Altered gap junction coupling of cardiac myocytes during ischemia may contribute to development of lethal arrhythmias. The phosphoprotein connexin 43 (Cx43) is the major constituent of gap junctions. Dephosphorylation of Cx43 and uncoupling of gap junctions occur during ischemia, but the significance of Cx43 phosphorylation in this setting is unknown. Here we show that Cx43 dephosphorylation in synchronously contracting myocytes during ischemia is reversible, independent of hypoxia, and closely associated with cellular ATP levels. Cx43 became profoundly dephosphorylated during hypoxia only when glucose supplies were limited and was completely rephosphorylated within 30 minutes of reoxygenation. Similarly, direct reduction of ATP by various combinations of metabolic inhibitors and by ouabain was closely paralleled by loss of phosphoCx43 and recovery of phosphoCx43 accompanied restoration of ATP. Dephosphorylation of Cx43 could not be attributed to hypoxia, acid pH or secreted metabolites, or to AMP-activated protein kinase; moreover, the process was selective for Cx43 because levels of phospho-extracellular signal regulated kinase (ERK)1/2 were increased throughout. Rephosphorylation of Cx43 was not dependent on new protein synthesis, or on activation of protein kinases A or G, ERK1/2, p38 mitogen-activated protein kinase, or Jun kinase; however, broad-spectrum protein kinase C inhibitors prevented Cx43 rephosphorylation while also sensitizing myocytes to reoxygenation-mediated cell death. We conclude that Cx43 is reversibly dephosphorylated and rephosphorylated during hypoxia and reoxygenation by a novel mechanism that is sensitive to nonlethal fluctuations in cellular ATP. The role of this regulated phosphorylation in the adaptation to ischemia remains to be determined.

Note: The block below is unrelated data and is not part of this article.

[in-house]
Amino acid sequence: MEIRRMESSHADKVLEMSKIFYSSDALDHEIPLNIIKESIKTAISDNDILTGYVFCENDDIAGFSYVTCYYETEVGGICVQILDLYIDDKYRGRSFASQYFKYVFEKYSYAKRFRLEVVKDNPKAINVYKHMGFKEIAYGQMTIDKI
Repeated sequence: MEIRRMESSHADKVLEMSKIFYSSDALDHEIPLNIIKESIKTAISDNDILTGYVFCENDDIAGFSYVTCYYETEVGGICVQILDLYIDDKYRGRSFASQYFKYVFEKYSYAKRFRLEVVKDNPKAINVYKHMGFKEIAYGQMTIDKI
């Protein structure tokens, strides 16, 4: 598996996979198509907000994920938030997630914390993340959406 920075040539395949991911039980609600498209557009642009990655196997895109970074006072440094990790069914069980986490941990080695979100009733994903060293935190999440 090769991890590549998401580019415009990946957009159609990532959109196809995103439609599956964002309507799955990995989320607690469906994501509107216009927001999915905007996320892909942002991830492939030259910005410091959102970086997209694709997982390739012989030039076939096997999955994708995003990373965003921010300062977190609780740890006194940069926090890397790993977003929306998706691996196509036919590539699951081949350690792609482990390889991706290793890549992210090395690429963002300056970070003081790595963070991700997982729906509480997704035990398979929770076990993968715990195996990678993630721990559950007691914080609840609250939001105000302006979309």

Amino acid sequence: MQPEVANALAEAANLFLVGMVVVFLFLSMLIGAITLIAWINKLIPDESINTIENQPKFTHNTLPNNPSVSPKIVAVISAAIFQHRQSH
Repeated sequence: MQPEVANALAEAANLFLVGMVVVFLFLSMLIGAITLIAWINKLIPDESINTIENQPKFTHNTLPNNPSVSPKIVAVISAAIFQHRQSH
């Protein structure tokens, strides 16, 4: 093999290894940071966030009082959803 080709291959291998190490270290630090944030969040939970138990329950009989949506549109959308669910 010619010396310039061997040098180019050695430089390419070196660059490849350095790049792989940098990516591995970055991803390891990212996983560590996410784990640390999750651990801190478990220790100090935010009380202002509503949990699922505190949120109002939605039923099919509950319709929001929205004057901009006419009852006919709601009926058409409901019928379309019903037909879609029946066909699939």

|Publication status||Published - 1 Sep 2004|
- protein phosphorylation
- gap junctions